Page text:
Was getting published a surprise among your friends?

Yes, but they were like, “We knew you had it in you, and it’s about time and we’re so happy for you.” There was just so much support I think any author is going to get that thing, though some will go, “Oh, I don’t know if I can be your friend anymore.” Every author goes through this, and that’s fine because it wasn’t meant to be.


It’s strange sometimes, it brings out their own disappointments in their own creative career, which is a shame because all you want do is to help people feel the gratification you got to feel from

this process. But the majority, 99.9 percent, were thrilled for me. It was a dream come true.


How has your life changed since getting published?


The first book, I did in nine months. I had no schedule except my own self-imposed “when I get published” kind of thing. But now it’s deadlines, it’s expectations. I thought a lot about the reader when I wrote “Enders,” and it was a battle because your readers are divided. You have to ultimately go with what you know is right because you’re the one telling that story.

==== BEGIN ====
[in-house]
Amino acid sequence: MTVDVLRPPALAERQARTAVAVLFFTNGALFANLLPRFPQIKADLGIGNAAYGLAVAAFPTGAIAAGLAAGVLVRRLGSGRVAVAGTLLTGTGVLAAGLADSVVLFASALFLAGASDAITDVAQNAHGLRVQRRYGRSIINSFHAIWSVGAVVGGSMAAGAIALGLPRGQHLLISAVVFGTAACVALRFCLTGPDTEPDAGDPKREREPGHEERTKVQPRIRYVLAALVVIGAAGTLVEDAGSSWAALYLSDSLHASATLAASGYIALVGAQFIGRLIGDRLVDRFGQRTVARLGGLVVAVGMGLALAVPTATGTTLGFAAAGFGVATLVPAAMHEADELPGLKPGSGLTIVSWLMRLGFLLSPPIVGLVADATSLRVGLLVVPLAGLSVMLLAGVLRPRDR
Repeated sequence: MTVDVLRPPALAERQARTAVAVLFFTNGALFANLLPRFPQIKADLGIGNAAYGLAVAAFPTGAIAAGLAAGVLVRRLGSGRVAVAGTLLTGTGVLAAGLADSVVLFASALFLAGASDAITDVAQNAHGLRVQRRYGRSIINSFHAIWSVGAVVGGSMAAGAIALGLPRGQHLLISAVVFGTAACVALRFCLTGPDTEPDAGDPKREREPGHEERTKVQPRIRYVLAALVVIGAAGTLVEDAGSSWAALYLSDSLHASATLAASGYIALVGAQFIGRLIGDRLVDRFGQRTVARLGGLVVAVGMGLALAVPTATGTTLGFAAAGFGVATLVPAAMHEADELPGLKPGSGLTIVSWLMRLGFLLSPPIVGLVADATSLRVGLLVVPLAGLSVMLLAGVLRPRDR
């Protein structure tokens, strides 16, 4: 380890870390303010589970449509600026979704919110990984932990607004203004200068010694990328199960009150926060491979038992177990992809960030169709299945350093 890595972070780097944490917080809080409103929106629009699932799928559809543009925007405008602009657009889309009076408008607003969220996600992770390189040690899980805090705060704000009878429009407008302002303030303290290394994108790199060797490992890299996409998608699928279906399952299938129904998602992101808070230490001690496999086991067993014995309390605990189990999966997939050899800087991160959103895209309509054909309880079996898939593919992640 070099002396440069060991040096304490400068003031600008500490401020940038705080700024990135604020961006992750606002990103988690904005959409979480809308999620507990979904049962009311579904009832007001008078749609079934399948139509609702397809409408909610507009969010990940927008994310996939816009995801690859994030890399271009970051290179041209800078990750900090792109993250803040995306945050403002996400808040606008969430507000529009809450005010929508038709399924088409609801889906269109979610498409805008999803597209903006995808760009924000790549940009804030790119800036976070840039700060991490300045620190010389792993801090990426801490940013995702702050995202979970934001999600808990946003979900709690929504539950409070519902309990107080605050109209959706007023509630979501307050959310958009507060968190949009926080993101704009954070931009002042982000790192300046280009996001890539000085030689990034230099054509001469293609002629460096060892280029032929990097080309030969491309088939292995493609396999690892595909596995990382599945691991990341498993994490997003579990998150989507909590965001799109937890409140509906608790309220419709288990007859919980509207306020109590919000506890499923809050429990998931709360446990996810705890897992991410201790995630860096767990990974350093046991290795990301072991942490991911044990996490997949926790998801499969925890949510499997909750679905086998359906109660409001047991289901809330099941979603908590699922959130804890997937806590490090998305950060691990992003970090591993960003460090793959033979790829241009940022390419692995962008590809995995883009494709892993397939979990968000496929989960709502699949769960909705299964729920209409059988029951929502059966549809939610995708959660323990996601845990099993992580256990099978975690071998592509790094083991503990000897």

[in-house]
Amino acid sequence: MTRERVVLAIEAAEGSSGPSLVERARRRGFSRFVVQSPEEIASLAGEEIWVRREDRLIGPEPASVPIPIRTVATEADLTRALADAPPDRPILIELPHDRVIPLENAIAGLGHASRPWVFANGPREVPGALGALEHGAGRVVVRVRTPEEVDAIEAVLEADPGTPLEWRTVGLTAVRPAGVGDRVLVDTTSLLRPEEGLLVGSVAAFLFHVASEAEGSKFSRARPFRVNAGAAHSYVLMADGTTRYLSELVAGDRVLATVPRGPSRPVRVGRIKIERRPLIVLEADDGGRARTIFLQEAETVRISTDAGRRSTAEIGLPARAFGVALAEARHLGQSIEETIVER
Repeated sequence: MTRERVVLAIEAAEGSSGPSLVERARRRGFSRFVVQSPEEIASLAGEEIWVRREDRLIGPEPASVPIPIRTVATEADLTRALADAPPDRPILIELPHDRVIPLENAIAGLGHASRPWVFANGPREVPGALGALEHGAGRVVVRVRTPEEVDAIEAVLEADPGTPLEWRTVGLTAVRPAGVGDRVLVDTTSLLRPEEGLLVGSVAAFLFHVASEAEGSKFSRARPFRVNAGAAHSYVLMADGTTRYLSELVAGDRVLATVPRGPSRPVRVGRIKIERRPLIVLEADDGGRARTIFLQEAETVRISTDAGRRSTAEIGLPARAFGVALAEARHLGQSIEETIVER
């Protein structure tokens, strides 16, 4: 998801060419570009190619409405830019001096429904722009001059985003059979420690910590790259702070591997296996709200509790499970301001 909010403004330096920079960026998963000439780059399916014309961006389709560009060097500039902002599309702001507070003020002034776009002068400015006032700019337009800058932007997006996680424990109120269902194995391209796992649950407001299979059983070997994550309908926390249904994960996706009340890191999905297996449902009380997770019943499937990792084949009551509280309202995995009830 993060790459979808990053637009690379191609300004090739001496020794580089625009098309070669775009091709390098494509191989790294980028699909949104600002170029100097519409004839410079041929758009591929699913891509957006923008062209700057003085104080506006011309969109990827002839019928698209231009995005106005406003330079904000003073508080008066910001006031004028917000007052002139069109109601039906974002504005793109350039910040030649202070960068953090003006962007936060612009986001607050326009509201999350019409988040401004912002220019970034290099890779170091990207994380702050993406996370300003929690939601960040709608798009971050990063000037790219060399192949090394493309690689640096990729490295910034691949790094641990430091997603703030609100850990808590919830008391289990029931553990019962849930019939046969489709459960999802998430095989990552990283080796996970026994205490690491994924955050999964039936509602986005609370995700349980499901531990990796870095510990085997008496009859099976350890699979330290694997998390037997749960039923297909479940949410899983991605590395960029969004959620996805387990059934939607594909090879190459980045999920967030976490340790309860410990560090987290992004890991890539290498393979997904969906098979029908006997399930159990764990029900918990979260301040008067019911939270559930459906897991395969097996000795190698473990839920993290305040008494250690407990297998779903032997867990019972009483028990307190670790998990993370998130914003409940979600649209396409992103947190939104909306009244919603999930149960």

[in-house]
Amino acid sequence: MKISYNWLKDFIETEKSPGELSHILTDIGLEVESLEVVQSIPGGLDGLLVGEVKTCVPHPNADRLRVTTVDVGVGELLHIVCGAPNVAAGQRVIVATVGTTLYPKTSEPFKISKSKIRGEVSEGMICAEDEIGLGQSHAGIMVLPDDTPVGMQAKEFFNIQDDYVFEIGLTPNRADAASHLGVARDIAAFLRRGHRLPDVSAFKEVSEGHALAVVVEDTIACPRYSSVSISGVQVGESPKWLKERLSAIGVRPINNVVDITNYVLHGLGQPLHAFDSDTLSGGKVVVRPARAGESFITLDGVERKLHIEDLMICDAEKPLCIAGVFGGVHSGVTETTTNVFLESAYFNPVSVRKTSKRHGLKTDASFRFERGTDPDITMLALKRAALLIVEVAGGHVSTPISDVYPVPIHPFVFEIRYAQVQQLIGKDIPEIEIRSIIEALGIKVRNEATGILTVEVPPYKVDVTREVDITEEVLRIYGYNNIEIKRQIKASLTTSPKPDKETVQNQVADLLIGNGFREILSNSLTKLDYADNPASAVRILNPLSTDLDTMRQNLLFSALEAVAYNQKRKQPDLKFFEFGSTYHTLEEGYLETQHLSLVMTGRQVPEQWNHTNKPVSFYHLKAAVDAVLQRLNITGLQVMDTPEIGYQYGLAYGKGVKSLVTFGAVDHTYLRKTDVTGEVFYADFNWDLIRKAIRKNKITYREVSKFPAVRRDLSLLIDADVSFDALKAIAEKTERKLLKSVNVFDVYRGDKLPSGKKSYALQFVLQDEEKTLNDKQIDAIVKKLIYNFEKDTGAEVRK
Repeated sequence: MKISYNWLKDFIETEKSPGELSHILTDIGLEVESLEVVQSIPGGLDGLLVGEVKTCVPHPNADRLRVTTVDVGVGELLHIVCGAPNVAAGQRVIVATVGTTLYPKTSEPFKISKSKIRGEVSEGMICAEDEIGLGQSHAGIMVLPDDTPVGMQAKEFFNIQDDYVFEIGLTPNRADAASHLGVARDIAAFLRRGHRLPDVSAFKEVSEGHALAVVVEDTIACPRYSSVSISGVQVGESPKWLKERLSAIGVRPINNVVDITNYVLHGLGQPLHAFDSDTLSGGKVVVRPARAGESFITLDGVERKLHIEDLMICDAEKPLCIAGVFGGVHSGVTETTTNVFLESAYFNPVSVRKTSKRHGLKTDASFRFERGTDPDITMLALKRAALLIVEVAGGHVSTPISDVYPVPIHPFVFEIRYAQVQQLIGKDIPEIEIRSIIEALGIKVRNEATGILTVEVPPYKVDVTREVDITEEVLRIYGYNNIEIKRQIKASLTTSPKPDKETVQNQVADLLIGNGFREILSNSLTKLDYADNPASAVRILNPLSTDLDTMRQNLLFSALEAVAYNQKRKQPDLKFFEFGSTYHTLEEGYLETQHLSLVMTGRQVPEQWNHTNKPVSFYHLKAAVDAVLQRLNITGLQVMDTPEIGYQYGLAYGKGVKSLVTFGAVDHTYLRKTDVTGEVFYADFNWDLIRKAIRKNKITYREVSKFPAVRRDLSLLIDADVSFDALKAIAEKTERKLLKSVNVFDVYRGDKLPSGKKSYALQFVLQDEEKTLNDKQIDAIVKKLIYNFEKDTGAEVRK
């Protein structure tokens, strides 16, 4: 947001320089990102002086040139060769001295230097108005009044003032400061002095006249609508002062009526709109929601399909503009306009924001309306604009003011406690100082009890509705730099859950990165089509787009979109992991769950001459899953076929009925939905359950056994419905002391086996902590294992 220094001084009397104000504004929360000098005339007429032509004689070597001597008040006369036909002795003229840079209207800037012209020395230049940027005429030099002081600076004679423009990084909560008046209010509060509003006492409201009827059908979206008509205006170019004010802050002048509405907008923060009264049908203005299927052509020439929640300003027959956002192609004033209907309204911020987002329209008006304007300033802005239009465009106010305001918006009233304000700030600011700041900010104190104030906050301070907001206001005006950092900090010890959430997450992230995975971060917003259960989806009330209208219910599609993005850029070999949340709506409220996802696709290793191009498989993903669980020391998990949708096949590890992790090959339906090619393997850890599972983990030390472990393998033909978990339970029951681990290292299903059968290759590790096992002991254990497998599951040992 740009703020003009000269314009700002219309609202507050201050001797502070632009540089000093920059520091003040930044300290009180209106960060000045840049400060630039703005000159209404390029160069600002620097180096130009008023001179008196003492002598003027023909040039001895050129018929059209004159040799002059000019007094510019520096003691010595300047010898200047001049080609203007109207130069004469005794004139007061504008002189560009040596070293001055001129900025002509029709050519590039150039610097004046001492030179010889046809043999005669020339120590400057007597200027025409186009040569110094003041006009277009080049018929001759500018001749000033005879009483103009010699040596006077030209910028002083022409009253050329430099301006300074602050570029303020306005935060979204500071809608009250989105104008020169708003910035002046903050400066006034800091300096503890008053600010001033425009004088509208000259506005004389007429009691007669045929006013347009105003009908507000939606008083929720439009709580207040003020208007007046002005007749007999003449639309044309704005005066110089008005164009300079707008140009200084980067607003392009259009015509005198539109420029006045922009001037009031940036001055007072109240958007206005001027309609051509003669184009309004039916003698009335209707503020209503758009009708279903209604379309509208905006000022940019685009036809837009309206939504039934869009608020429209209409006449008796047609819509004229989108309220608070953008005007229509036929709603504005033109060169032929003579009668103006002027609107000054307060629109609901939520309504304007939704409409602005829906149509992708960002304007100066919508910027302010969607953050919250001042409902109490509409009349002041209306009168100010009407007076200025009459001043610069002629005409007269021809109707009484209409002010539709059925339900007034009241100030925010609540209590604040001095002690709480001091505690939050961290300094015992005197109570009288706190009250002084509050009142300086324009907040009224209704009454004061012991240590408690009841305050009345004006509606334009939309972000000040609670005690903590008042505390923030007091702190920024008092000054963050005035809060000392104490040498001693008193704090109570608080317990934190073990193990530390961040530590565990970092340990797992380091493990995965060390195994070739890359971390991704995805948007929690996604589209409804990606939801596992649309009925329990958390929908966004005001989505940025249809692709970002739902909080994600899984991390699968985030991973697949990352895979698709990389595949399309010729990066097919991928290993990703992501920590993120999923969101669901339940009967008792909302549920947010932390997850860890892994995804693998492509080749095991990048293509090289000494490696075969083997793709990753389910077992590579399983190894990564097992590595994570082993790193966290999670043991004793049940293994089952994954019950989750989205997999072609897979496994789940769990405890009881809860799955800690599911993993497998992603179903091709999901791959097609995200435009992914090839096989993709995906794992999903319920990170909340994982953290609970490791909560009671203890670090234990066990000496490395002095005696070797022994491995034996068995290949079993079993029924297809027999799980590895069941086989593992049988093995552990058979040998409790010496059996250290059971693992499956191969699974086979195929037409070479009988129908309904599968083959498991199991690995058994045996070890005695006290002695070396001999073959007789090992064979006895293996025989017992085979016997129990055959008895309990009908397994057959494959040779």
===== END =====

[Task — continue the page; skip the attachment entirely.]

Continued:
Best fan reaction?


The best one was when a girl from Brazil said how she loved my book, and she had a younger brother that she was trying to get to love reading. He was about 13 and she was 15. She said that she’d tried everything—“Harry Potter,” “Twilight”—and he just couldn’t get into it. He came into her room, saw “Starters,” and asked if it was any good, and she said yes. He read that book and he read the whole thing, complete with the flashlight under the covers. And she said, “My whole family is thanking you because now he wants to read more books.” That just moved me.

Catch Lissa Price today, Sept. 20, 2 p.m. at SM Aura Premier; tomorrow, Sept. 21, 2 p.m. at the National Book Store booth, Manila International Book Fair in SMX Convention Center.


Her books are available at National Book Store. Shop online and buy eBooks at, and earn reward points for online purchases. Follow National Book Store on Facebook, Twitter and Instagram: @nbsalert.